The market for smart homes and appliances is ready for its COVID-19 level set, following a tumultuous time punctuated by severe economic and supply chain disruptions. Unlike other market sectors, however, consumer spending on smart home and contactless technologies gained ground, along with smart speakers as well as smart washers and towel racks with sterilization functions.
During the pandemic, the concept of “home sweet home” was redefined while spaces were realigned to incorporate new work-at-home and distance learning areas. The “lockdown effect” resulted in a chart-topping year for home improvement projects. According to researchers at Harvard University, Americans spent nearly $420 billion on home improvements and repairs in 2020, as households modified living spaces for work, school, and leisure in response to the pandemic.
Research from Parks Associates found that one-third of smart device owners increased usage of their devices during the pandemic, including owners of smart door locks, all-in-one camera-based security devices, smart smoke/CO detectors, smart video doorbells, smart plug/adapter modules, smart light bulbs, and smart thermostats. While it’s too early to forecast whether consumer adoption of home automation and control systems will continue to climb at such a fast pace in a post-pandemic world, what’s easier to predict is the ongoing demand to address continuing connectivity, data privacy, and security concerns.
Increasing Convenience through Seamless Connectivity
Connectivity is the holy grail of smart homes and appliances, as the ability for IoT devices to “see and speak” with each other drives convenience, comfort, and efficiency. However, the ability to discover and ensure secure, back-end communications between all IoT devices is easier said than done.
Most consumers aren’t willing to download a dozen apps to control their smart devices and appliances. And, while data exchange between devices can enable new levels of convenience, it’s critical to determine how much information should be shared, especially where data privacy and security are concerned.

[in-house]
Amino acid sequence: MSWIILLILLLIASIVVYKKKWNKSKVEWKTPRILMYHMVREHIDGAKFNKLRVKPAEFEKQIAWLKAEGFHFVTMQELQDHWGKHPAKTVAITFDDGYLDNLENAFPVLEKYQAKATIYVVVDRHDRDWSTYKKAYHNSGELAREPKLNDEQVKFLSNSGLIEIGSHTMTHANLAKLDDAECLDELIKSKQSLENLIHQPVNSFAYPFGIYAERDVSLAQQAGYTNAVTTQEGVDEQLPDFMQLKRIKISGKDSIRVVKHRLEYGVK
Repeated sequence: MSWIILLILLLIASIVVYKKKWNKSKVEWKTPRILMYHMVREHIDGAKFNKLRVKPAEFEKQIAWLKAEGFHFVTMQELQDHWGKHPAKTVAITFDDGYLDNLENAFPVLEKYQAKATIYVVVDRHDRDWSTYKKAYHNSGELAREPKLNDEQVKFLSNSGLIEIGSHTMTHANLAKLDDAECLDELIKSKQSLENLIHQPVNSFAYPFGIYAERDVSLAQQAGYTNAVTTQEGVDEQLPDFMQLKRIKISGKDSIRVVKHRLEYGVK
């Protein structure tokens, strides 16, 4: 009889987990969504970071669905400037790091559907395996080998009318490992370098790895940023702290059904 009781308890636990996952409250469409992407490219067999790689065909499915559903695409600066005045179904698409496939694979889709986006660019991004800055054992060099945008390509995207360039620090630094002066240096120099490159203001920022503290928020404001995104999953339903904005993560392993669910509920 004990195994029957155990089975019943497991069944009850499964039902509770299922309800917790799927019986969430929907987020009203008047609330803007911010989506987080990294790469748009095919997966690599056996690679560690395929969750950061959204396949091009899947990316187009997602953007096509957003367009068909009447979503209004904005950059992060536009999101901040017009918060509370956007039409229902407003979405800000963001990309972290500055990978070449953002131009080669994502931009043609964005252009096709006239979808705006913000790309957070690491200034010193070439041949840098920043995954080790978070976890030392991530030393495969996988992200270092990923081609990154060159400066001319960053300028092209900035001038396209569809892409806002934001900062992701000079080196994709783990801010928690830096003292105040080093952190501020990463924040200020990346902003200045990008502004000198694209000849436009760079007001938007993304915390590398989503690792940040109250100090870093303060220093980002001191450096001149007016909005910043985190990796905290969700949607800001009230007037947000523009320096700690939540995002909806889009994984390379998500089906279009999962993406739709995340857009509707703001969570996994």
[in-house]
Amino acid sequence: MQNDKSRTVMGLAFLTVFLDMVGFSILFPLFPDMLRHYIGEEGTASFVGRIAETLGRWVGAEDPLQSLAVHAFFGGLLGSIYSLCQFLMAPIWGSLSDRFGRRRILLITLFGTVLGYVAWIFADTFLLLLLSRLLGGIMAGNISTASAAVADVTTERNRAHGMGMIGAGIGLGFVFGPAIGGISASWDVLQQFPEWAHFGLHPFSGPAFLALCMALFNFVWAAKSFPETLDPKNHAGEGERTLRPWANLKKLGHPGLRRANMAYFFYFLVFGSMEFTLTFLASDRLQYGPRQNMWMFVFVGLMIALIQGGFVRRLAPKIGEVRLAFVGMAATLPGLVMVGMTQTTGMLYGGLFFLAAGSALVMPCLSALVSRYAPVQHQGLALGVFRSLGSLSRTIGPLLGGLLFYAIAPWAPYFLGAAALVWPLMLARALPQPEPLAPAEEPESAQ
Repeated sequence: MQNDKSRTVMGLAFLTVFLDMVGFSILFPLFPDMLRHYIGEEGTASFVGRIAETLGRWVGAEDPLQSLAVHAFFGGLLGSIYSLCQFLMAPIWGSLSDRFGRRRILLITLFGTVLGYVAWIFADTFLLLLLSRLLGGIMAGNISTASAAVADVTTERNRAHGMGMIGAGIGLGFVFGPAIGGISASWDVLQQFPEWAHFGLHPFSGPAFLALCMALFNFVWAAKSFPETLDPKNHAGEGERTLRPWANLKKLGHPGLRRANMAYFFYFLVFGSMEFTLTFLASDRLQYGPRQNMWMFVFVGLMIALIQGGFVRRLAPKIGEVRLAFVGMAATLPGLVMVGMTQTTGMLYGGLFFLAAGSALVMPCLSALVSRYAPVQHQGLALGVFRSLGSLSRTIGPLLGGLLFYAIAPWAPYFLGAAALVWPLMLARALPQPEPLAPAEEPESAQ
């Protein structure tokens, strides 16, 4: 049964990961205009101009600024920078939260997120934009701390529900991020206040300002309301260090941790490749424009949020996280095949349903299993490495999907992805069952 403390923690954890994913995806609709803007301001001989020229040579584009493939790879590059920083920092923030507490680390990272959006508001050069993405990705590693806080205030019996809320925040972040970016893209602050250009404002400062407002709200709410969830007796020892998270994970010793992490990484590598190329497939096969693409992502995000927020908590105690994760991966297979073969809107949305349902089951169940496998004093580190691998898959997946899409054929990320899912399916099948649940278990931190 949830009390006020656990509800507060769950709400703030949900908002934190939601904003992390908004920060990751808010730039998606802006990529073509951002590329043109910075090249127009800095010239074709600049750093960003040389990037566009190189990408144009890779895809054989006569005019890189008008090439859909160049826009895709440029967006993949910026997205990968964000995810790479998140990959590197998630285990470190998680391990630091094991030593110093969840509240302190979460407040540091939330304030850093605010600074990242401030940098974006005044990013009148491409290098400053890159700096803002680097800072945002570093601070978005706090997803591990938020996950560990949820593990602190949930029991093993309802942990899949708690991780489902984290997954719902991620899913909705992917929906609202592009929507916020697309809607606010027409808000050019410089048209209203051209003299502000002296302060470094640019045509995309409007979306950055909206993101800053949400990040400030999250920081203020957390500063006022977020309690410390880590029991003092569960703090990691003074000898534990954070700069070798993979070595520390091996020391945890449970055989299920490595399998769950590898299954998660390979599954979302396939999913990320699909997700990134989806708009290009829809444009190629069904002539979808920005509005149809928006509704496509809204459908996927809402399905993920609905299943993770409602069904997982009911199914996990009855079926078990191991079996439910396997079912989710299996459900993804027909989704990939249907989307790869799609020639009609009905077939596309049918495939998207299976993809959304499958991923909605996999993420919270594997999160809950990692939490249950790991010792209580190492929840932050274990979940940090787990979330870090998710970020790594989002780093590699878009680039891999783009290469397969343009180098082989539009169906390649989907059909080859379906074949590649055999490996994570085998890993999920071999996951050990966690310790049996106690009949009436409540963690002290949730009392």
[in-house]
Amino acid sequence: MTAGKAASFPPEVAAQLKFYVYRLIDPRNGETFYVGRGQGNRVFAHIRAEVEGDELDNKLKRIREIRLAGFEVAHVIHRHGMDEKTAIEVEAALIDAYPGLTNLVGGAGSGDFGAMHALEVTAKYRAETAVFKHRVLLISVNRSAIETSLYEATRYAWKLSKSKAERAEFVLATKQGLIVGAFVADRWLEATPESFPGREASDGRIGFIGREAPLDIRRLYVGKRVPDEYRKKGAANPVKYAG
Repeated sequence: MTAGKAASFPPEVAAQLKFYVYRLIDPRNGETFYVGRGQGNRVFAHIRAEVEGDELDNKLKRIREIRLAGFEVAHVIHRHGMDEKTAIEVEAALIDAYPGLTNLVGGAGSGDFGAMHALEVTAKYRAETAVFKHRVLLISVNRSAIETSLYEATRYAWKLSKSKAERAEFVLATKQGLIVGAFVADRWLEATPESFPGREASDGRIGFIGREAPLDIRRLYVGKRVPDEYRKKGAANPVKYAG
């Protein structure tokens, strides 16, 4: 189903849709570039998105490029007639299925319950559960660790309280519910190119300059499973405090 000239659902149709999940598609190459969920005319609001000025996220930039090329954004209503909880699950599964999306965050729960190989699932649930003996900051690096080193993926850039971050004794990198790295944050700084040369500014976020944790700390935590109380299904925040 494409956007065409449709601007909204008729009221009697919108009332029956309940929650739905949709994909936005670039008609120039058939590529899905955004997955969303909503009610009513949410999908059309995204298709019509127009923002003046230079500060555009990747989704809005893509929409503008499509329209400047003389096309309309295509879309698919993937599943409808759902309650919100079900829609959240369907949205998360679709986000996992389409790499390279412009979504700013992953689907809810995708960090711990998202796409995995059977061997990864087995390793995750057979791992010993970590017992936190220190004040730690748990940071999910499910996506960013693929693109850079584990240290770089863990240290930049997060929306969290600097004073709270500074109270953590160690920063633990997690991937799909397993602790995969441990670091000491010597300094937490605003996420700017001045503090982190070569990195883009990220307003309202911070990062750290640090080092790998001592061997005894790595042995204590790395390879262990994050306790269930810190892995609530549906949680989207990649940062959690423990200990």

The journey to device interoperability is full of communication standards and IoT protocols that must be navigated carefully to ensure compatibility without creating undue data privacy or security risk. Equally important is the realization that connectivity alone doesn’t deliver sufficient consumer convenience. The priority really should be on how that connection is being used to transform customer experience and create lasting value.
At the height of the pandemic in April 2020, Peloton attracted a record 23,000 people to a single workout class as a testament to its enduring value in the fitness industry. In the first three months of 2020, the company’s revenues rose 66 percent from a year earlier. Lots of articles and accolades espouse what’s called the “Peloton experience,” which is described as smart, fully immersive digital experiences that are engaging, motivating, and highly effective.
While others try to emulate Peloton’s success, the company continues to add robust content along with live and on-demand instructor-led classes that inspire camaraderie and commitment. An overarching customer-centric focus has enabled the company to amass a large and loyal online and offline community.
The best way for product designers and developers to differentiate their smart home and appliance brands is to put customers at the center of everything …….